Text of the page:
- Litigation / Dispute Resolution (424)
- Company/Commercial (268)
- Real Estate (157)
- Intellectual Property (153)
- Employment (150)
- Regulatory and compliance (143)
- Corporate (112)
- Banking / Finance (101)
- Public Sector/Local Authority (93)
- Energy (85)
- In-House (78)
- Financial services (71)
- Environment (68)
- Competition/EU (57)
- Planning (57)
- Insolvency & restructuring (51)
- Information Technology (44)
- Media/Entertainment/Sport (41)
- Construction (40)
- Pensions (39)
- Tax (32)
- Crime (26)
- Professional Indemnity/Negligence (20)
- Funds (19)
- Healthcare (17)
- Insurance/reinsurance (17)
- Family (13)
- PPP/PFI/Commercial projects (12)
- Telecoms (11)
- Commodities (10)
- Human Rights (10)
- Personal tax / Trusts (10)
- Pharma/Biotech (9)
- Business Tax (8)
- Charities (8)
- Consumer/Retail (8)
- Immigration (7)
- Privacy and reputation (7)
- Other (6)
- Private Equity (6)
- Clinical/Medical Negligence (5)
- Personal Injury (5)
- Transport (Including aviation and shipping) (5)
- Private Client (4)
- Agriculture (2)
- Licensing/Gaming/Betting (1)
Sort By: Newest first | Oldest first
How can companies respond?
Justin Coley shares his observations arising from the amended forms N120 (Particulars of Claim for mortgaged residential premises) and N123 (Mortgage pre-action protocol checklist).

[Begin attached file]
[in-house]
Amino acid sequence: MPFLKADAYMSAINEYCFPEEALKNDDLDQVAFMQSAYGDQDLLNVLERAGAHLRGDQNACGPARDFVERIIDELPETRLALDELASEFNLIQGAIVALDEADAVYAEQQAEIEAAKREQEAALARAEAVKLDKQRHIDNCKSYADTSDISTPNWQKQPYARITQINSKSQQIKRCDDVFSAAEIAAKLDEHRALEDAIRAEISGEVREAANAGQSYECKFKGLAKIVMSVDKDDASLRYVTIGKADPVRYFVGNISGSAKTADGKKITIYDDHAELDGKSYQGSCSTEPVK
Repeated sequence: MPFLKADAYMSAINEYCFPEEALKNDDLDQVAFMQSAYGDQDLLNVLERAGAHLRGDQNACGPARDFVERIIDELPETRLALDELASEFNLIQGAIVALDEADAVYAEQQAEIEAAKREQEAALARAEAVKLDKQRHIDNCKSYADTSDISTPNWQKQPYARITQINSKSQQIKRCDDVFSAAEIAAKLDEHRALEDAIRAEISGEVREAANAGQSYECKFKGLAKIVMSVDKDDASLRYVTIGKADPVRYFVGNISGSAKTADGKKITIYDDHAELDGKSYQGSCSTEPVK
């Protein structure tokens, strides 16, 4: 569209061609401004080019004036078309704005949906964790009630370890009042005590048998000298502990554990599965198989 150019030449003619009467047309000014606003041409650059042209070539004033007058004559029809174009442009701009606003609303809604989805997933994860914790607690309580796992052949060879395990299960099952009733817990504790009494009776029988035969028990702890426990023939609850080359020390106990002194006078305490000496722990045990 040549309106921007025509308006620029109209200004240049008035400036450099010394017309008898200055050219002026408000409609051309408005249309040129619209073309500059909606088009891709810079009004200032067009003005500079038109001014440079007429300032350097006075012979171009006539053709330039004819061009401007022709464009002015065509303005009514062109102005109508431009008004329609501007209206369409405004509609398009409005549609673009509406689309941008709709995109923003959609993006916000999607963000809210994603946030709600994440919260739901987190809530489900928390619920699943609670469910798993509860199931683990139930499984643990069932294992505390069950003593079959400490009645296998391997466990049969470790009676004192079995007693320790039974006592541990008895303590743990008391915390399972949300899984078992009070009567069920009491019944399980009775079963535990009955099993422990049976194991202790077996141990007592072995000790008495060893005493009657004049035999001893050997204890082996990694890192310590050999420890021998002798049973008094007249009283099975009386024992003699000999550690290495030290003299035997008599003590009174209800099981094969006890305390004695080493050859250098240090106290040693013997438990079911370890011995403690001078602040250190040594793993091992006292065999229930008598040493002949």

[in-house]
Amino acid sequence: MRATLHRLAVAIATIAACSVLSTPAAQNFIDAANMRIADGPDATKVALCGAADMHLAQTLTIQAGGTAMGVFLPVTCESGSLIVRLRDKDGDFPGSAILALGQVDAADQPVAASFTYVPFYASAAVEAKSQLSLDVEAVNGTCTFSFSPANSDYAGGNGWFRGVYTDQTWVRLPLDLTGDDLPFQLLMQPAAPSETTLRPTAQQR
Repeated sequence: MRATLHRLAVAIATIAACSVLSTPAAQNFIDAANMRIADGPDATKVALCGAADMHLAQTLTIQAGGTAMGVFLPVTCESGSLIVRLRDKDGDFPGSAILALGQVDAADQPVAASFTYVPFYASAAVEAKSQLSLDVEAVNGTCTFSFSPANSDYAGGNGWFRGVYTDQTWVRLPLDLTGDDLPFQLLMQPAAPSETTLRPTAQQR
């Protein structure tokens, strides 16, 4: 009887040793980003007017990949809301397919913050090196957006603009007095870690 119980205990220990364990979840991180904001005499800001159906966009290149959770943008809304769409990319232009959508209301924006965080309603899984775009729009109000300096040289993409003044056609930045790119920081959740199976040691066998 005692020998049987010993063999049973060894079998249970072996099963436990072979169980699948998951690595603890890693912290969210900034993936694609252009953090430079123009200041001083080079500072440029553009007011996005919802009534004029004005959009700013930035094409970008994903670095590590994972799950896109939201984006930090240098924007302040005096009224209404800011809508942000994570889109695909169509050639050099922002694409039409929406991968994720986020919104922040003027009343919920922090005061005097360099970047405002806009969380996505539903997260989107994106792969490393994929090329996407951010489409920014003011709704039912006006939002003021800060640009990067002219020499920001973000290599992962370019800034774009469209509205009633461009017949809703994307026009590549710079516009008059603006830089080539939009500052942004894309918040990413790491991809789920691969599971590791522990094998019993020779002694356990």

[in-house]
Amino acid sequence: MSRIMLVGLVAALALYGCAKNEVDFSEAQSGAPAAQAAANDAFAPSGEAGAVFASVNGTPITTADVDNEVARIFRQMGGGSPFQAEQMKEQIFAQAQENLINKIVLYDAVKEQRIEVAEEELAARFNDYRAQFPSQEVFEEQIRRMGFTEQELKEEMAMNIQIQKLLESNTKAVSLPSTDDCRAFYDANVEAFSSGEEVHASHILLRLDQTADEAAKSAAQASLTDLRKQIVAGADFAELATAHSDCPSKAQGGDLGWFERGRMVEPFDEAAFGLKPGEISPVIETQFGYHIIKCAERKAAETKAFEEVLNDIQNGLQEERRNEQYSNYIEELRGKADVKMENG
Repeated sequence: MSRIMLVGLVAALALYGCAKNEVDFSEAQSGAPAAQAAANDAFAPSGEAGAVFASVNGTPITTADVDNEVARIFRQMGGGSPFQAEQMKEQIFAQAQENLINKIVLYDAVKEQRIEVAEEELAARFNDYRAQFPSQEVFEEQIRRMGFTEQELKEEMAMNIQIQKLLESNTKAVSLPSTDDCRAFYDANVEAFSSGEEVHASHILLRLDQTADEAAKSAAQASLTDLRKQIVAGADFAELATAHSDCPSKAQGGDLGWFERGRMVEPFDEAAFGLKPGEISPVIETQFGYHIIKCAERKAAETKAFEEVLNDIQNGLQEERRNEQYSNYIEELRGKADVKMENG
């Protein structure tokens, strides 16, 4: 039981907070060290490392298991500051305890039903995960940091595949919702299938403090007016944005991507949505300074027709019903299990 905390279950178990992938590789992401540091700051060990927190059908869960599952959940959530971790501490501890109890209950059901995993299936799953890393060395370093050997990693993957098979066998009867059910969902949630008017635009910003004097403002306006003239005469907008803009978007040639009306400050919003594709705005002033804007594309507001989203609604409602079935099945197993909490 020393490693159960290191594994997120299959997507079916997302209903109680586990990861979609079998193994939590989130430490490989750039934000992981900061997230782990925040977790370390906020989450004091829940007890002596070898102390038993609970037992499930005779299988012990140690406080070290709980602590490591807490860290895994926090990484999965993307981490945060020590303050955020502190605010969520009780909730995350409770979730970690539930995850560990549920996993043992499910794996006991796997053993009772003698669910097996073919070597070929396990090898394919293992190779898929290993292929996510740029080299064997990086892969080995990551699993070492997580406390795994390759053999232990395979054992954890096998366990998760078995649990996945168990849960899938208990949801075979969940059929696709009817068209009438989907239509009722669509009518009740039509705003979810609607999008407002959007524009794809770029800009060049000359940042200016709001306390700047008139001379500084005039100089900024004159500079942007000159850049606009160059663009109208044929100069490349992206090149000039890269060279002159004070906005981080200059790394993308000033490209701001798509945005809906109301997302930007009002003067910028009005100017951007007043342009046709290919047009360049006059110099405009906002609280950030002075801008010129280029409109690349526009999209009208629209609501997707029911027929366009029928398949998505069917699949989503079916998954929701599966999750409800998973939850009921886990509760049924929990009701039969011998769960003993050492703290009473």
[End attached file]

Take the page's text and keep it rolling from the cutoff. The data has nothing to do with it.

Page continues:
In Cowling v Worcester Community Housing Ltd, errors by the court have left a tenant in difficulties in a recent residential service charge challenge.
Nnew advice and guidance has been published for vloggers on how to ensure they do not unwittingly contravene consumer protection legislation or the CAP Code.
Also: defining ‘building’ in planning policy; and more...
Notices served in the first four months of an assured shorthold tenancy will be invalid, and other changes...
BIS has published a summary of the key elements of the Consumer Rights Act 2015, the main elements of which come into force today.
Nudist chalet: fixture or chattel? download
Case confirms importance of the principles of annexation in the question of what has become part of the real estate.
Can a trademark proprietor stop a third party from placing goods covered by the trademark under a duty suspension arrangement, having introduced them into the EEA without the proprietor’s consent?
Quite what ‘obvious to try’ means in practice is not clear but the Court of Appeal has recently provided some guidance.